WZZM recently shared an article concerning a newly-formed group in the Grand Rapids area: the West Michigan Hardly Homeless Panhandlers. The article opens with a brief introduction and this quote:
“I don’t want my kids walking down the street with them on the corners. I don’t want people giving their money to panhandlers so they can buy drugs and alcohol.”
You can read the full article here.
How should we react to this news? To this group? As a homeless shelter? As Christians? As men and women seeking to offer food and shelter without exception to the worthy and the unworthy?
Here are a few thoughts from our CEO and Executive Director, Dennis Van Kampen:
First, I am not endorsing panhandling.
See this post.
But I am still bothered by the sentiment of this group.
I recently spoke to a church group with nearly 200 members. I asked – by a show of hands – how many of them had ever served a homeless person in a food line? Or had brought a homeless person a cup of coffee? Or a sandwich? Almost every hand went up. Then I asked – by a show of hands – how many had ever engaged a homeless person in conversation? Beyond a simple greeting? Only five hands went up.
It’s very easy for us to describe homeless men and women as “the other” or “the outsider.”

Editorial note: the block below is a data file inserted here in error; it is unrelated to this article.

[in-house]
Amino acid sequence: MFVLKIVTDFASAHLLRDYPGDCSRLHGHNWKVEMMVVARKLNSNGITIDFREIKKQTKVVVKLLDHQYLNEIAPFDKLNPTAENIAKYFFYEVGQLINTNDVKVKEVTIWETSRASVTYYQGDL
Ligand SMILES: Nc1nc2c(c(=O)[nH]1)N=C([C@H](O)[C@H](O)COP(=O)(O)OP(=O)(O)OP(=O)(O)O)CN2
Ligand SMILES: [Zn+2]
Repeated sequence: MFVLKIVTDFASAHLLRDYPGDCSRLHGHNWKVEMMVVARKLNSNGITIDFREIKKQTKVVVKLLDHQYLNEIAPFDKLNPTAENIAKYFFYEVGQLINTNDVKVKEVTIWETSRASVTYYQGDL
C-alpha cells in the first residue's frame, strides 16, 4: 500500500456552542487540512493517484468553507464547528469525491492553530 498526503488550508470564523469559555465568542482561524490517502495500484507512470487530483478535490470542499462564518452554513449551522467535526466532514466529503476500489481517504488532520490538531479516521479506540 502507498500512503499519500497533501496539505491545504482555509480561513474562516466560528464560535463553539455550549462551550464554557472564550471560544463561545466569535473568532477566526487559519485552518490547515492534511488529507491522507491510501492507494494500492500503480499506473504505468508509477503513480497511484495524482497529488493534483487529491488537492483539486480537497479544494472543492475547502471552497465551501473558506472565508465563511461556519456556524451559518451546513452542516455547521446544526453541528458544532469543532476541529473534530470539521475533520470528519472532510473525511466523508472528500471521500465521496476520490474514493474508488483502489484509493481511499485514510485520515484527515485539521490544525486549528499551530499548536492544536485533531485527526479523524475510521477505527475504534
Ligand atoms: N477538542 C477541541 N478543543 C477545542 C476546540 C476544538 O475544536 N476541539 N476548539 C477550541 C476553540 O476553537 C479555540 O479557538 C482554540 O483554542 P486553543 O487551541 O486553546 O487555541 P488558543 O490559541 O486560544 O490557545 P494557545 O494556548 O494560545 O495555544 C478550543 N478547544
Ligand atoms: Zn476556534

But here’s what I’ve learned in my 4+ years serving the homeless in greater Grand Rapids: the homeless are not much different than you and me.
We are all dependent on the mercy of God and the kindness of one another.
What happens when we see everyone – including the homeless – in that light?
I was told – growing up – that everyone could and should pull themselves up by their bootstraps. But what if you don’t have boots? Or your bootstraps are broken?
Most homeless families in Grand Rapids had nice homes and good jobs five or so years ago. But then the economy tanked. Or they lost their job. Their spouse was diagnosed with a significant illness. Medical bills piled up. Bankruptcy. Foreclosure. Death. Mental illness. Divorce.
The factors are endless.
But we cannot sweep these issues – and these people – away by saying, “We don’t want them here.”
There are a handful of great organizations working to end homelessness in Grand Rapids. Mel Trotter Ministries is one of them. These organizations exist to serve a vulnerable population and to walk beside them as their lives are made new in Jesus Christ.
God’s heart for the poor is clear.
The question then is this: does our heart match His?